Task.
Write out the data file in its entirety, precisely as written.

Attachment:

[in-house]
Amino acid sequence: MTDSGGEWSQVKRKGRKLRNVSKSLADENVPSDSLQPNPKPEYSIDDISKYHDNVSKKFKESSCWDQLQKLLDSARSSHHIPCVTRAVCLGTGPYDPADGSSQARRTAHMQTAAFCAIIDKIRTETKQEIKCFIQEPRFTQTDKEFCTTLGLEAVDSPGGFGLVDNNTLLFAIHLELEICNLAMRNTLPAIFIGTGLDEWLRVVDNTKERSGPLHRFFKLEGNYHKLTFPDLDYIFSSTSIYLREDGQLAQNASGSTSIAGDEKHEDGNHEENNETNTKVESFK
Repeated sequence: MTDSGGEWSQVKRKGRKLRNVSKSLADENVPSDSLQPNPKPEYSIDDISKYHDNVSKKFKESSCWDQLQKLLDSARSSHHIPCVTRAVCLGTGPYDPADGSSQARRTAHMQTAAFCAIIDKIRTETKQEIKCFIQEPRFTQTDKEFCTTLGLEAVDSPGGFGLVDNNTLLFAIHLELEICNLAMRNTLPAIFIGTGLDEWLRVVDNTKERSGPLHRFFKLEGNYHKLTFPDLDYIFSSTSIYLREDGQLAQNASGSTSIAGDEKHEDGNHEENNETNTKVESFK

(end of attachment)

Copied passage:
[in-house]
Amino acid sequence: MTDSGGEWSQVKRKGRKLRNVSKSLADENVPSDSLQPNPKPEYSIDDISKYHDNVSKKFKESSCWDQLQKLLDSARSSHHIPCVTRAVCLGTGPYDPADGSSQARRTAHMQTAAFCAIIDKIRTETKQEIKCFIQEPRFTQTDKEFCTTLGLEAVDSPGGFGLVDNNTLLFAIHLELEICNLAMRNTLPAIFIGTGLDEWLRVVDNTKERSGPLHRFFKLEGNYHKLTFPDLDYIFSSTSIYLREDGQLAQNASGSTSIAGDEKHEDGNHEENNETNTKVESFK
Repeated sequence: MTDSGGEWSQVKRKGRKLRNVSKSLADENVPSDSLQPNPKPEYSIDDISKYHDNVSKKFKESSCWDQLQKLLDSARSSHHIPCVTRAVCLGTGPYDPADGSSQARRTAHMQTAAFCAIIDKIRTETKQEIKCFIQEPRFTQTDKEFCTTLGLEAVDSPGGFGLVDNNTLLFAIHLELEICNLAMRNTLPAIFIGTGLDEWLRVVDNTKERSGPLHRFFKLEGNYHKLTFPDLDYIFSSTSIYLREDGQLAQNASGSTSIAGDEKHEDGNHEENNETNTKVESFK